CATHOLIC organisations criticised Federal Treasurer Josh Frydenberg’s belated budget for failing to address rising homelessness and income support for a country caught in a pandemic and its first recession in 30 years.
The Budget, which was announced on October 6 after being postponed due to the coronavirus crisis, was unsurprisingly left in a deficit thanks to the massive support payments in JobKeeper and JobSeeker.
Mr Frydenberg’s major announcement was tax relief for Australian workers.
Australians earning $35,000 would receive an extra $255 for 2020-21, while those earning $50,000 would receive an extra $1080.
The biggest winners were those earning over $120,000 who received an extra $2430 this financial year.
Catholic Social Services Australia chief executive officer Ursula Stephens said billions of dollars in tax cuts would “help some people, but those cuts won’t help those who can’t find work and who appear destined to return to unsustainably low welfare payments”.
“We’re particularly concerned about workers aged 55 and over – some of whom may never work again,” Dr Stephens said.
She said Pope Francis, in his encyclical Fratelli Tutti released last Sunday, called for political, economic and social decisions to be assessed based on how they support vulnerable people.
“Using that yardstick, we can’t give the government a passing grade based on the Budget the treasurer delivered tonight,” she said.
St Vincent de Paul Society national president Clair Victory said the Federal Budget relied on a number of optimistic assumptions and it targeted people who were already comfortable.
She said it overlooked the plight of low-income Australians and others who did not pay tax.
“The plan is fraught, relying on assumptions including that the recession will be over by this time next year, international borders will be open in the second half of 2021, a population-wide vaccine will be available by end of the year, investors will invest and consumers will spend, increased confidence will lead to employment and spending and tax cuts will motivate people to spend, not save,” she said.
Ms Victory said it “defies logic” that there was no funding for social housing.
Mission Australia, a Christian not-for-profit, warned the government’s lack of investment in a plan to end homelessness would push more people to homelessness.
“Ensuring everyone has a safe and secure place to call home is a national responsibility that was ignored in this year’s Federal Budget,” Mission Australia chief executive officer James Toomey said.
“Prioritising ending homelessness in Australia still isn’t being taken seriously at a national level.”
Australia had 116,000 people who were homeless.
While social housing was off the table, the government assured another 23,000 home care packages delivered for the aged care sector.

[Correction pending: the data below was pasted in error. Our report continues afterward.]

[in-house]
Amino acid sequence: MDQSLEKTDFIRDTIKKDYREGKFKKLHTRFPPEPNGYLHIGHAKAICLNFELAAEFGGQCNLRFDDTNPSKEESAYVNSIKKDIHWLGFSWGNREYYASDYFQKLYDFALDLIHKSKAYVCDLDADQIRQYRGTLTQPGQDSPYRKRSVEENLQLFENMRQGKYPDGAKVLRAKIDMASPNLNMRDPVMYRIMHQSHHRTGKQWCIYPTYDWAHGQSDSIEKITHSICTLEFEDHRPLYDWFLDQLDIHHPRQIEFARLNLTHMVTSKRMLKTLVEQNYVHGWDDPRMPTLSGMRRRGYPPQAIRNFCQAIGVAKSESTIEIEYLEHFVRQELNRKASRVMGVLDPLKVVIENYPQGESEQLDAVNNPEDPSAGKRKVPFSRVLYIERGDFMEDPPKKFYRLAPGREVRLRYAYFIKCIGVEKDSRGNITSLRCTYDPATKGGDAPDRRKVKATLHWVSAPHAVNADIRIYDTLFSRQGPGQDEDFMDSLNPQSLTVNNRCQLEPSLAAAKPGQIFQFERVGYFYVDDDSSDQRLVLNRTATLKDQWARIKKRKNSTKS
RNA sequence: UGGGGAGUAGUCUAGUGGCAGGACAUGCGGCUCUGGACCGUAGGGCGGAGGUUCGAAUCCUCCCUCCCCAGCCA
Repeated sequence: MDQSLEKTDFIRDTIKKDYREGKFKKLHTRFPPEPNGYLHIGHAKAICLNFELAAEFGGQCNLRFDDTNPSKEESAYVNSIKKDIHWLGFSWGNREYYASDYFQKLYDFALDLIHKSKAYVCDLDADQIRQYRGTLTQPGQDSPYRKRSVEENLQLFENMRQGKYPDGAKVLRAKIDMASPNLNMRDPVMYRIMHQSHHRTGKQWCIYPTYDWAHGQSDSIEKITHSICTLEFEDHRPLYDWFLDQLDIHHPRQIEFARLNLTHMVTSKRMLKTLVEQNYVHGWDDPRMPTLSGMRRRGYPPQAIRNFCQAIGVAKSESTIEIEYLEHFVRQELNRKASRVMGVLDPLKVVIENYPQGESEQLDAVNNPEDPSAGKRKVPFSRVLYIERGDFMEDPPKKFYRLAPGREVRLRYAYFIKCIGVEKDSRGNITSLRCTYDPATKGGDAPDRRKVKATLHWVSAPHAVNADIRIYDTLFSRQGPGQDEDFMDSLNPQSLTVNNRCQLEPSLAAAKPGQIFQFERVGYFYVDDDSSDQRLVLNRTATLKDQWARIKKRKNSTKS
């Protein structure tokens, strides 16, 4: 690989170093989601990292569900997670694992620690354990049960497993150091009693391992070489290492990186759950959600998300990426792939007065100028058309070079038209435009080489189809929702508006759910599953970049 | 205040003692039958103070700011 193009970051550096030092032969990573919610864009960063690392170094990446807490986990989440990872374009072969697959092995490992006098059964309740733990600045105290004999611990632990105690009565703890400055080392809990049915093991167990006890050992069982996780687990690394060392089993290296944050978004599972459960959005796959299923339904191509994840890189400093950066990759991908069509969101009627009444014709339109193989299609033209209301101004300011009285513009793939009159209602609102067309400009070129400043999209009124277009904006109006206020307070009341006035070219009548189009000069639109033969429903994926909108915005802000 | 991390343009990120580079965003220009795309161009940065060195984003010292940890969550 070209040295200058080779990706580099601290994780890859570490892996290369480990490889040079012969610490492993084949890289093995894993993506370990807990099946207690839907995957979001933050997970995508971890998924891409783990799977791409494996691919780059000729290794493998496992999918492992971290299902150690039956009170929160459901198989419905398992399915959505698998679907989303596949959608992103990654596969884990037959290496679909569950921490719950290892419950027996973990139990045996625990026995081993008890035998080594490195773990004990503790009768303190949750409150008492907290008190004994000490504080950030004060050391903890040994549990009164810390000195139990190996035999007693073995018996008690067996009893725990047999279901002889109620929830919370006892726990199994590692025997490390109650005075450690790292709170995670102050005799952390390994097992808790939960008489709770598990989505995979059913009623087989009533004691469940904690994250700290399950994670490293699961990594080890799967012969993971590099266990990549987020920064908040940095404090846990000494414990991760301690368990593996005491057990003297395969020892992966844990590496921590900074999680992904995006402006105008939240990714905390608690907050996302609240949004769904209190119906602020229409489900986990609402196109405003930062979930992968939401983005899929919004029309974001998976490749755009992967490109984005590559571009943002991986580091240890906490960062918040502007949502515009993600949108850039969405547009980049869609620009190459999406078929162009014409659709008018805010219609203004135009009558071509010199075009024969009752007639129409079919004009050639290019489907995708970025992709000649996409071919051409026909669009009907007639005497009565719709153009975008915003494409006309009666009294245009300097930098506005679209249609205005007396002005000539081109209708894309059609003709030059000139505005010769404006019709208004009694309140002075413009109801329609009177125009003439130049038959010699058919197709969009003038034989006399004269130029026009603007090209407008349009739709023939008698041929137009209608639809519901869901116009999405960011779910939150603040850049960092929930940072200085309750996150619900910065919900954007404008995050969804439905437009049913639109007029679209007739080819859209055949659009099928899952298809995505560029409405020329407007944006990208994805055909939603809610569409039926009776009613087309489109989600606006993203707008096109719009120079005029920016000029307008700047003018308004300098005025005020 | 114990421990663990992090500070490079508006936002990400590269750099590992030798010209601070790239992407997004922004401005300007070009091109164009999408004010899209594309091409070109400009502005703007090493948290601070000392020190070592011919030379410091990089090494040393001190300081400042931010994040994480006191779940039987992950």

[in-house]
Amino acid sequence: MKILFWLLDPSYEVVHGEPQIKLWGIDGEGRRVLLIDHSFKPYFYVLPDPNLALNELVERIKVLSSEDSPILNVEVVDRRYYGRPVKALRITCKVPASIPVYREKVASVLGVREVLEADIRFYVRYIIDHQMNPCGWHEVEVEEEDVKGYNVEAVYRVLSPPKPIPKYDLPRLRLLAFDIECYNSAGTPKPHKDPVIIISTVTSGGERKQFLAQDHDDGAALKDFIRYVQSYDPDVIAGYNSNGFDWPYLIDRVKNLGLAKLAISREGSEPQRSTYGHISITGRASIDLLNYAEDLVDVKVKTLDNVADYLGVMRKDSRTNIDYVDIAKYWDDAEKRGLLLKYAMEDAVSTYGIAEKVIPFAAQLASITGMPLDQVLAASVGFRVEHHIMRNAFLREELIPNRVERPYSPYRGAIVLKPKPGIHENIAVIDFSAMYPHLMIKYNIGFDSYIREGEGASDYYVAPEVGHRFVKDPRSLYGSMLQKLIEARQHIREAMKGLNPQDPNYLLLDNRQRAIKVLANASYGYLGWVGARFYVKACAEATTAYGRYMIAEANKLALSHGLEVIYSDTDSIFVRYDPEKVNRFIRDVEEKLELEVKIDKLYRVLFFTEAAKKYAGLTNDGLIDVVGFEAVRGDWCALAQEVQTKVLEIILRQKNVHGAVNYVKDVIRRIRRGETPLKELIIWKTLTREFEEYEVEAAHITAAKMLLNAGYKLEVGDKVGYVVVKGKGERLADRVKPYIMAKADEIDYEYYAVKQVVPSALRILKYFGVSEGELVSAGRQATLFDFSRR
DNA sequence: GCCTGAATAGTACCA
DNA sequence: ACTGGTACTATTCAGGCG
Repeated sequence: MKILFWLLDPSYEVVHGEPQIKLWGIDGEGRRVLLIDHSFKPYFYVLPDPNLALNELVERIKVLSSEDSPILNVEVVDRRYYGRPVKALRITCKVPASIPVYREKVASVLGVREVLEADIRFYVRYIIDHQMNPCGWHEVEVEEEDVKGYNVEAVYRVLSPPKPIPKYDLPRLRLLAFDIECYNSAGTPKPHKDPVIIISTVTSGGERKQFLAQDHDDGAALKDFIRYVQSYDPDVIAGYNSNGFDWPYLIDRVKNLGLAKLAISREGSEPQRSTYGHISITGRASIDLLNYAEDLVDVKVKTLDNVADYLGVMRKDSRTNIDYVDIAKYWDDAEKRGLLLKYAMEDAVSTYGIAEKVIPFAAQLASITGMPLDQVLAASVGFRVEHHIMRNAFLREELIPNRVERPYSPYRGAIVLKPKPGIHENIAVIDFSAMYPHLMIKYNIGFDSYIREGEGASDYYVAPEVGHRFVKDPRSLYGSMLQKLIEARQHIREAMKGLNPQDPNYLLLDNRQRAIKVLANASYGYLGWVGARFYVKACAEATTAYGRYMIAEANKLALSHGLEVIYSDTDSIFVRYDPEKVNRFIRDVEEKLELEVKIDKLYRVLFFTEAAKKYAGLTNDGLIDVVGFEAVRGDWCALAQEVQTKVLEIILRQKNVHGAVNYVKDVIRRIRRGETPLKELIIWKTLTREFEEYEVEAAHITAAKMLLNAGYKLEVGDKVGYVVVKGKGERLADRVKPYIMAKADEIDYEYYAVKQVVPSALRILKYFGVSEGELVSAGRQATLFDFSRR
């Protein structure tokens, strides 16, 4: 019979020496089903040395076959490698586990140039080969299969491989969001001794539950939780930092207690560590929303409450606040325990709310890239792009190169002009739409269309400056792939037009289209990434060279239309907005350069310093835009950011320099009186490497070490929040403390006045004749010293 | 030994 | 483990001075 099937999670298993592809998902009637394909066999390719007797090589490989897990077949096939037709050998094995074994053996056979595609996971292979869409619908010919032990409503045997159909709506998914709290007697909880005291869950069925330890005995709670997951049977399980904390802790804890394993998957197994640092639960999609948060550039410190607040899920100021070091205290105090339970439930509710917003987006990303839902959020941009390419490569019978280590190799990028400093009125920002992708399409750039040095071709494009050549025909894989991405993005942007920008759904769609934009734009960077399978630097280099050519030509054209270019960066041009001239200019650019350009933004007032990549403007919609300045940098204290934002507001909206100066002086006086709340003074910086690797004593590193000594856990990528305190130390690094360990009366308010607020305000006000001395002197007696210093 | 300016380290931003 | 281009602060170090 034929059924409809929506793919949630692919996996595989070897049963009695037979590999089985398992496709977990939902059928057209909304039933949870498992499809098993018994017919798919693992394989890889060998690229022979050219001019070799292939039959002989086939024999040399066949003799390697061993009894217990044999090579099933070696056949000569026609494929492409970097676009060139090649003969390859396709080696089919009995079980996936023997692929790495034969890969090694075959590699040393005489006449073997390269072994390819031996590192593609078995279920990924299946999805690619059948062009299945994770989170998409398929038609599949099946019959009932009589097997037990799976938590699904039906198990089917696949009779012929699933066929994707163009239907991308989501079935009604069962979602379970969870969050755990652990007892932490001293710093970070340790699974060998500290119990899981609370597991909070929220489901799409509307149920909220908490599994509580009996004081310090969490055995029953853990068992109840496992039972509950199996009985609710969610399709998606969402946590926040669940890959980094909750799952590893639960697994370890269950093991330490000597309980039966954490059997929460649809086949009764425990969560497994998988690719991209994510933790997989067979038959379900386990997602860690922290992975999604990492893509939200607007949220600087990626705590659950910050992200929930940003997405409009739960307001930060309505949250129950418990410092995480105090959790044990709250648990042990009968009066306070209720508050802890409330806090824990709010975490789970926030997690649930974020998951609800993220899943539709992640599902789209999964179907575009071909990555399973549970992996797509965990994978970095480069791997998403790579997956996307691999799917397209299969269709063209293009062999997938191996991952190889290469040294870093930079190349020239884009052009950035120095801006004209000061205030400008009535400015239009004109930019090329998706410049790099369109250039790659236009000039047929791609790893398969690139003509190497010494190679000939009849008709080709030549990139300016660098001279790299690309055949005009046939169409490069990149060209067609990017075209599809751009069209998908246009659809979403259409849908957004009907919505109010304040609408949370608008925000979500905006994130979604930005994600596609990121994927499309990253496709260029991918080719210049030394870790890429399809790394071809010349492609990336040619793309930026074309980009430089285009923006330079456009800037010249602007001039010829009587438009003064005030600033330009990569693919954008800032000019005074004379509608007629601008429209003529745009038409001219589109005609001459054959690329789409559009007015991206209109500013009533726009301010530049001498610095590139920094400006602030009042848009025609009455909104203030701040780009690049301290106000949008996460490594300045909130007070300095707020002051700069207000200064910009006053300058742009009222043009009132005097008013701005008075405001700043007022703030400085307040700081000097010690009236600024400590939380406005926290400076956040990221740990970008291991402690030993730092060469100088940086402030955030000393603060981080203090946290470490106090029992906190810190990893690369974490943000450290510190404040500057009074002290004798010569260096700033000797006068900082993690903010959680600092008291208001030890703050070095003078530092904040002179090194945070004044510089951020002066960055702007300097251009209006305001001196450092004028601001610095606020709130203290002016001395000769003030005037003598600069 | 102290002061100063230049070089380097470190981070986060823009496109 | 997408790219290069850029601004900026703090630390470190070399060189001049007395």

Catholic Health Australia chief executive officer Pat Garcia said the extra packages would make a “huge difference”, but more funding was needed to reach the 80,000 Australians still on the waiting list.
Aged care issues did not stop at housing.
Mr Garcia said most aged care facilities were operating at a loss and workers were often underpaid.
“We know that more than half of aged care homes are currently operating at a loss, and almost 70 per cent are operating at a loss in regional Australia,” he said.
“Unless more money is made available now there is a very real concern that many care homes will be facing closure.”
Mr Garcia wanted to see support for wages in the sector as they made up about 70 per cent of the budget to run a facility.
Other areas of healthcare like suicide prevention saw some welcome news out of the budget.
“While there is no ‘new money’ for suicide prevention and mental health, the Budget tackles the upstream factors that the evidence tells us link with distress,” Suicide Prevention Australia chief executive officer Nieves Murray said.
“Factors like unemployment, financial security and social isolation have been heightened by COVID-19 and the consequent recession.”
Job creation and economic growth were essential to digging people out of the hole left by the pandemic and the government was fast-tracking $14 billion in new infrastructure projects.
That included $7.5 billion for road and rail projects, $2 billion in road safety upgrades and $1 billion for local councils to upgrade roads, footpaths and street lighting.
The government also was making contributions to help youth unemployment.
Mr Toomey said Mission Australia welcomed the wage subsidies offered by the government.
He said young people were disproportionately affected by the recession caused by the COVID-19 pandemic.
A subsidy for trainees and apprentices was also welcomed, he said.
But he said they were concerned what would happen when the 12-months flagged for the program expired.
Another major sticking point for Mr Frydenberg was coronavirus vaccinations.
The government flagged $1.7 billion into agreements with University of Oxford and University of Queensland vaccines.
Caritas Australia weighed-in on the funding to help restart business in the regions.
The government announced Australia would increase economic support by $304 million over the next two years in the Pacific and Timor Leste regions.
But Caritas was concerned about the government’s aid cuts to other countries in South and West Asia, Africa and the Middle East.